Week 49, 2013: John, Sweden

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What made you start collecting records?
Well… Before that, I used to collect beer cans with different motives, and other things you collect as a child. I think it was mainly because my father had many records that I got into music so heavily at a very early age. The sleeves was fantastic, and the music was good. Nazareth, Steppenwolf, Slade, Sweet, Uriah Heep. At the age of around 9, I collected bottles that you got money from, from the loca l  winos, stealing the bottles from their hands before they were finished, or closely. Spent the money on records, could be 1 a week or so. As time went by, the more money you got, and in school, I could maybe buy 2-3 albums a month. That is the very early start. The more money you got, the more you purchased.

Do you remember your first purchase?
Yes, I remember the sleeve, but not the band. It was some kind of soul band from USA I think. Would really like to know the name. But I do remember other early records I bought in the late 70’s, like THIN LIZZY, PINK FLOYD and JUDAS PRIEST. The sleeves was very important, as I never heard the bands, but the musicians looked cool & dangerous to a youngster like me.
Image How long have you been collecting ?
Well, depends on what you consider collecting. I started in 1978 to buy records. I did spend most my money on records from that day. My most insane periode was probably in the early to mid 90’s, when I bought around 3 records a day. These days, I still get records every week, but it is getting harder to locate what you need, and miss in the collection…

What sort of music do you mainly focus on?
These days it is pretty much classic rock music, and bands inspired from the classic rock movement. In my record collection there are pretty much 3 different styles, 1-Punk & hardcore from the golden age, 2-Classic heavy metal style, and some thrash / speed metal as well, and the 3rd category is progressive, psychedelic and melancholic folk music. From punk, I have most items I want, metal – yes, still buy what I am missing, and in the 3rd category, it is a lot of re-pressings. I rather buy a re-issue that sounds good, than spending a lot of money on bad condition albums, just because they are rare. I’m mostly in it for the music, and not for the value of the records. But some are not re-pressed, and then, head for an original…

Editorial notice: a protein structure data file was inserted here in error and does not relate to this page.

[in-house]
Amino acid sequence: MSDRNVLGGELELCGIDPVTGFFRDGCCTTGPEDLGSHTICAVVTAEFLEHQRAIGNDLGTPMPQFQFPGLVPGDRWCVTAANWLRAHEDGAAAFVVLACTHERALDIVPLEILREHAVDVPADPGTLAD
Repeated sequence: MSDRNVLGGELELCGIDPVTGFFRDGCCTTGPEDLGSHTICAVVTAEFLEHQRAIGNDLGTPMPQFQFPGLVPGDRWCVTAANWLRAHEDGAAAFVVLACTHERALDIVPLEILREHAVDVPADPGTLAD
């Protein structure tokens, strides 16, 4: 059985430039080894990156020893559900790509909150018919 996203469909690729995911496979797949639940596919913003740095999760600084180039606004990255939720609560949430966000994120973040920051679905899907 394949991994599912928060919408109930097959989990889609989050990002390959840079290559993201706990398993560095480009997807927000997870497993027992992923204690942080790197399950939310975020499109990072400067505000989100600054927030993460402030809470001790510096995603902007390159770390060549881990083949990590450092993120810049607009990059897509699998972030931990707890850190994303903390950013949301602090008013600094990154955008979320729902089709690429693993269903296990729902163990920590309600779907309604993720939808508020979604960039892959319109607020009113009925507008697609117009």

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How do you discover new music?
I try and follow internet sites. There are a lot of them. One thing that I really like is to click on collectors record collections on sites like Discogs if they have a similar collection like mine. I give YouTube a good try, but never be able to find someone that delivers good music there, and no time to search for a new song every 4th minute. So internet is my main source, but no internet magazines or so, just plain collector sites.

Do you play any instruments yourself?
Well, had a time in my life where I thought I could play the 4 string bass, and did some recordings, some tours, some records, but in the end, time was running out, and had no time for it anymore. I can imagine myself in 5-7 years sitting playing bluesy stuff on the local pub against a handful of beers.

Where do you prefer to buy your records?
Internet. I live far from a record store. The internet, you can locate everything, or mostly. It is mostly about what you are willing to pay for a record. I like Discogs, but also check out record sellers private stock, as there are mostly much more listed there, compared to their Discogs stock. I very rarely goes into the auction, as I am pretty tired of those who puts their bids in 3 seconds before it ends. Used to be heavily into eBay, but that site I have abandoned since long now.

Name three records that are special to you, and tell us the story of how you got hold of them.
Well…this is the hardest, but it will probably be THIN LIZZY – “Black Rose”, just because it was the second album I ever bought, and listened to this 1000 times. It is one of the few ones I will be buried with. Secondly, maybe the live album of MOTORHEAD “No sleep till Hammersmith”, as I was totally blown away when listening to this the first time. I could not believe anything could be that hard & intense, and it lead me into a completely new world of aggression in music. Third one…..hmmm…..maybe the 2066 AND THEN – “Reflections of the future” as it got me into a whole new world of progressive & psychedelic in the early 90’s.

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And finally: what do you see in the future of record collecting ?
Well, it will continue, but most records will be thrown away as they are pretty unsellable. There will always be a demand I suppose, and some records will skyrocket. It is getting pretty tough when one of my favourite bands, SAINT VITUS, releases a tour only M-LP, and you gotta pay 100 USD for it, when it’s brand new. In some way, I wish there would be larger editions of the records that are pressed these days, but also, understand the problems in todays record industry. On the other hand, how many records in the 80’s were made in 500 editions ?? Bummer…So I get it now, and not in 1 year – saves you a lot of bucks !